I live on the west coast, and as fate would have it, I was in Boston last week. There with my wife and youngest daughter looking at colleges, we ended up staying about a block from where the perimeter had been set up after the bombings.
I have been to Boston a few times, and like everyone else it seems, I have always found it an easy city to love. Whether it was the No Name Restaurant, the rich history, or the smorgasborg of smart students, the city just always had such a great vibe. But more than any of those things, what I really love about Boston are Bostonians. Friendly and outgoing, no-nonsense and strong, Bostonians always seemed to me to exemplify what it means to be an American.
Often overlooked I think is the vital role small business plays in the civic play…
Of course, being MrAllBiz, I took special note of the important role small businesses played after the bombings. Probably my favorite story was that of the juice bar that set itself up after the attack to be a way station for the needy. Offering folks a place to rest, and eat for free, to make a phone call to a loved one, or just regroup, the small shop showed why small business, like Boston, like Bostonians, like Americans, are special.
Many things make up the fabric of a society – big institutions and little traditions alike. Often overlooked I think is the vital role small business plays in the civic play. Think about it: What happens to a city or town when the downtown core goes vacant for some reason or another? Urban blight, that’s what.
At the center of almost every city and town that make those perennial “Best Places to Live” lists is a area made up of, you bet, local small businesses. That is as true in Boston as it is in Portland as it is in Boulder, San Antonio, San Diego, Raleigh, and Minneapolis. Small business not only creates a destination, it also provides a tax base, a sense of identity, jobs, and a community.
And when small businesses desert an area, what happens? The area suffers, big time. Whether it is Detroit (which, by the way is wooing back entrepreneurs these days with some great programs), or that mall down the way with all of the empty shops, the dearth of small business is often the death of a locale.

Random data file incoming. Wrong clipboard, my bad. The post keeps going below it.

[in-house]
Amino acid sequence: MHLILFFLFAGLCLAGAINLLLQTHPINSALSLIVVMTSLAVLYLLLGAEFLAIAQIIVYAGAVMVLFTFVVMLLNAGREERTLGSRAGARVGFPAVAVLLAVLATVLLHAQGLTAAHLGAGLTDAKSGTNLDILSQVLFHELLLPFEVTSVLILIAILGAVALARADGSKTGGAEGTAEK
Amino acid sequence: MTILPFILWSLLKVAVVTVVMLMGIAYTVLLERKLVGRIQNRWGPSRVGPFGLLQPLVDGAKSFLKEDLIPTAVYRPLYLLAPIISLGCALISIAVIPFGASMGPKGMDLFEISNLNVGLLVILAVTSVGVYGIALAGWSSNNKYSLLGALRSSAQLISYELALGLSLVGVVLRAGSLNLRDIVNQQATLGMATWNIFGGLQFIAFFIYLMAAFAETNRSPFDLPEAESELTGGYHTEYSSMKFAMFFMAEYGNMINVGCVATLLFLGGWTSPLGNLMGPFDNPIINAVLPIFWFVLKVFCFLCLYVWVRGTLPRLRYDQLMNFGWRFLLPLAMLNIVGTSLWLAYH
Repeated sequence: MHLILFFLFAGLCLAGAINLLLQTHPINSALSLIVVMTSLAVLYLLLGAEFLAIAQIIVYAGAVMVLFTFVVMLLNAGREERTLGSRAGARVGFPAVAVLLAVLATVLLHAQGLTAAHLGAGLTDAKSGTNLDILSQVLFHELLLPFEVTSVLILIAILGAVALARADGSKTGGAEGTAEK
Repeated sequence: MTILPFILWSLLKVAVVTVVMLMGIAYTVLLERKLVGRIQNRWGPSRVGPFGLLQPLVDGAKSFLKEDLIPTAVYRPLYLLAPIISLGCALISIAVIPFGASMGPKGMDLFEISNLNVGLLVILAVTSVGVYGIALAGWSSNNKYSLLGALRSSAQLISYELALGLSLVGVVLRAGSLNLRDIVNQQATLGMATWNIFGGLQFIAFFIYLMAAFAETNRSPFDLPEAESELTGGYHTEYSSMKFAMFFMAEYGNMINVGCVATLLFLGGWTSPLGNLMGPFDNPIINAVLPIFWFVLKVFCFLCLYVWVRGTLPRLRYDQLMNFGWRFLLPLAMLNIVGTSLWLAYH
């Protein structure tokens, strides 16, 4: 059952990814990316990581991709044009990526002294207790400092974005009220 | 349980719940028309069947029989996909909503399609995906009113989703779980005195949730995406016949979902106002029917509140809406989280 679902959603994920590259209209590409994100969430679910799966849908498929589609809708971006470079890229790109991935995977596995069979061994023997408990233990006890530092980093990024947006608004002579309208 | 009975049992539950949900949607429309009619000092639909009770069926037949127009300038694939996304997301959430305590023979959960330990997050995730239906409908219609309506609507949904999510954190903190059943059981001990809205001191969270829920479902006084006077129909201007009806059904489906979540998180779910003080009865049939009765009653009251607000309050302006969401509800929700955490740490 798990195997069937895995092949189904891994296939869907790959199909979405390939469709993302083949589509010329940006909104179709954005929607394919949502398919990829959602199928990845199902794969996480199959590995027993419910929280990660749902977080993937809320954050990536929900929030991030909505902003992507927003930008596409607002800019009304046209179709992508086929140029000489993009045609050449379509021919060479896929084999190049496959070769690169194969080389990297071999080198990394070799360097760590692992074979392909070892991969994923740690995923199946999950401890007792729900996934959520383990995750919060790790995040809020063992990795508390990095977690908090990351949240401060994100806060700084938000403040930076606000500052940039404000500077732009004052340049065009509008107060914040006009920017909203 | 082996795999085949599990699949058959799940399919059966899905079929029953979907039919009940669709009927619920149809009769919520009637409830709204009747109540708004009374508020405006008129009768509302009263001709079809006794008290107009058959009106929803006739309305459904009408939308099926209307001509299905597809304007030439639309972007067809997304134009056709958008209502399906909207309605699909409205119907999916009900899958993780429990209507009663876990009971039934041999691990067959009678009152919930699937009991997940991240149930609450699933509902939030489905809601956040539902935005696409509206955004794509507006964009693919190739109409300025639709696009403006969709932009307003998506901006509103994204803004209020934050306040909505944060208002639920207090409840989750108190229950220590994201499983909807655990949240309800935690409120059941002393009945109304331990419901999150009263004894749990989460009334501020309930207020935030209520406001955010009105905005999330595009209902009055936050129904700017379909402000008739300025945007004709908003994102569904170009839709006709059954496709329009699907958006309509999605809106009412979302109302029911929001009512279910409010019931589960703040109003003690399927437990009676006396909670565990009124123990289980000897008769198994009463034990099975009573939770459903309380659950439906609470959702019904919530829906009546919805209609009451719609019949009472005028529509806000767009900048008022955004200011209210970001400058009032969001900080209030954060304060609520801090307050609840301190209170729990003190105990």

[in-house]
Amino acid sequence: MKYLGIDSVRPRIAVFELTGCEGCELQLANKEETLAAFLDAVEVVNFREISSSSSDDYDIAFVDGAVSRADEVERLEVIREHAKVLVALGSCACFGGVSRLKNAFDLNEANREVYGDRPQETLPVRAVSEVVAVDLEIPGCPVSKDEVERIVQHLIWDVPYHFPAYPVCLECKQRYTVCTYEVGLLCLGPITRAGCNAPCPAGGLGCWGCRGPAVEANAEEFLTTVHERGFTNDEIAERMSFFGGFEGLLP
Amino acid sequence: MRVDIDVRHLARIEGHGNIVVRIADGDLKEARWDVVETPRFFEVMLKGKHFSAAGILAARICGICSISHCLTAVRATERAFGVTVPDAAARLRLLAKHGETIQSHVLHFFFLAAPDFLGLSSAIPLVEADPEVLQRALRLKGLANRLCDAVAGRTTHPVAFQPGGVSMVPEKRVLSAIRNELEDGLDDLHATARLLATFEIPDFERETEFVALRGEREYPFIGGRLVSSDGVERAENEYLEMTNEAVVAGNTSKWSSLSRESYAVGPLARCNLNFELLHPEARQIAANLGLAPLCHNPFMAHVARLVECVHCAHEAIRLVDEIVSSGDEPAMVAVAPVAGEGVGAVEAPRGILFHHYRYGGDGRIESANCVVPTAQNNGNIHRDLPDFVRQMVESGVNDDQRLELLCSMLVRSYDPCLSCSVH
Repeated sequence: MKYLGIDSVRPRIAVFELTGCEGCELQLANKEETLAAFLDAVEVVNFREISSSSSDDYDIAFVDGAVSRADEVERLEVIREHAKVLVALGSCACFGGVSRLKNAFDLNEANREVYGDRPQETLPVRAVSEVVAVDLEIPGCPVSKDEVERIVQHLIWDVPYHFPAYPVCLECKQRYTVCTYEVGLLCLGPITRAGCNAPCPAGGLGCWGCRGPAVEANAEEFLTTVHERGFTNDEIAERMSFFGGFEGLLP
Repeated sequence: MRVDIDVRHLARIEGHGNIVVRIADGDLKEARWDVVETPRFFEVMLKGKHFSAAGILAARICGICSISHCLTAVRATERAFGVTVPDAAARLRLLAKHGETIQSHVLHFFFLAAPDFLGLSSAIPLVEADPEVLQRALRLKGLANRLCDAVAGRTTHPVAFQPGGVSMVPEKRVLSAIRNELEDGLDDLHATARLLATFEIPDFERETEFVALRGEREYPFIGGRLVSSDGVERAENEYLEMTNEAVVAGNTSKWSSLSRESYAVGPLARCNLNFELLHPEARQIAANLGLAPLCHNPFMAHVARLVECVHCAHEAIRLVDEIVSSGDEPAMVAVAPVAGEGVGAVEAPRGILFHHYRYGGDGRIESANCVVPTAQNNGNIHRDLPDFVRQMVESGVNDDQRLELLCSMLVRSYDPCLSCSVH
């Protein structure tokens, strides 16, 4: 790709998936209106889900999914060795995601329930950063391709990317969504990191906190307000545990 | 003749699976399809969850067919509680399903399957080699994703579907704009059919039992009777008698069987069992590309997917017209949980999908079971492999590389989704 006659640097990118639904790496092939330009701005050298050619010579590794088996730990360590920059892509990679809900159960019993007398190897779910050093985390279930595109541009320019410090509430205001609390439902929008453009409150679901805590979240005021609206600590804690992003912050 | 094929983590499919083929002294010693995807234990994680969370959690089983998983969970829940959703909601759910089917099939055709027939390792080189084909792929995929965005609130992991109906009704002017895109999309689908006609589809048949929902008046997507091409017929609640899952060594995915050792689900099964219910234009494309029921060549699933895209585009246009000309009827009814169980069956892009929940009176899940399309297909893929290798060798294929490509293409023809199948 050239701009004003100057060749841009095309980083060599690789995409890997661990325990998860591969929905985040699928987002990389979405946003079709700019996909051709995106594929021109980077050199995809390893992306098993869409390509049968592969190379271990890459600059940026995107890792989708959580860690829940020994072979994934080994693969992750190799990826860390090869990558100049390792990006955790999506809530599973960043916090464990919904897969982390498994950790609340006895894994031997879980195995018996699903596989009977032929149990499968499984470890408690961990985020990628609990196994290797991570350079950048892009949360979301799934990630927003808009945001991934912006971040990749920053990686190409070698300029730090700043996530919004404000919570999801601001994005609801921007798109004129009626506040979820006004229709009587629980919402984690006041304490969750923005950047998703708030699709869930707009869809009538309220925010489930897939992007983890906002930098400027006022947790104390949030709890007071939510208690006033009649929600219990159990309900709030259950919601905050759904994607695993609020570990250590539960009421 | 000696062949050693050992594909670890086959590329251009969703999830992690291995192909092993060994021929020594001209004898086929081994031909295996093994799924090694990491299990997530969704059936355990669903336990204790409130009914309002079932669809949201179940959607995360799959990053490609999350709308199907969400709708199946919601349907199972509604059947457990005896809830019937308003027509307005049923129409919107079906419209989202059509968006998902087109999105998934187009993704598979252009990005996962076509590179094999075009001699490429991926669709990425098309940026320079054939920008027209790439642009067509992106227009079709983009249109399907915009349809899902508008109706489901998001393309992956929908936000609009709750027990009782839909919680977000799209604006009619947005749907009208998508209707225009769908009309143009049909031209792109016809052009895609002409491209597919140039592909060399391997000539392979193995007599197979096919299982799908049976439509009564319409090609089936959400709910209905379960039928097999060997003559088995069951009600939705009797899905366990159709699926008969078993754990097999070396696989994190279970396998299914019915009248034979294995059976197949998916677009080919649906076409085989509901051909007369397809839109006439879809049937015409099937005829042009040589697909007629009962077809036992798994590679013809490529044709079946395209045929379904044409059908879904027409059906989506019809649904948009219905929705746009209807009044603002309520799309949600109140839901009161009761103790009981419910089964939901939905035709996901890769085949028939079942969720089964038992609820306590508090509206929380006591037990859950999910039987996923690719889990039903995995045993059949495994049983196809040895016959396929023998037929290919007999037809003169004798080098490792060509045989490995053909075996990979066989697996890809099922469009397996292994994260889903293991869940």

What local small businesses offer then is something that cannot easily be duplicated by either big business or national franchises. They are not the same. Oh sure, these companies want to be good citizens too for the most part and they do their darndest to try and fit in, but nothing beats local small businesses who have a pulse on the beat and the needs of a city and who in turn give a city an identity.
So, in many ways, small business is the community we talk about when we say we want to live in a place with a strong sense of community. The restaurants, the shops and stores, the cafes and bars, and all the rest are owned by our neighbors. They employ our sons and daughters and spouses and friends. They sell goods that are often made locally and the money they earn stays in the local economy. They know what you like and they sell it to you. They support the local Little League team, sponsor the regional NPR show, and give to the school that is is having a tough time with its budget.
And so, in localities across this country, when times get tough – not as tough as they were in Boston last week for sure, but tough in other ways – it is the small business community that usually steps up to the plate. These idealistic, hard-working, creative, community-minded small business entrepreneurs are the Bostonians of the business world — Friendly and happy, no-nonsense and strong.
Ideally, they are Boston Strong.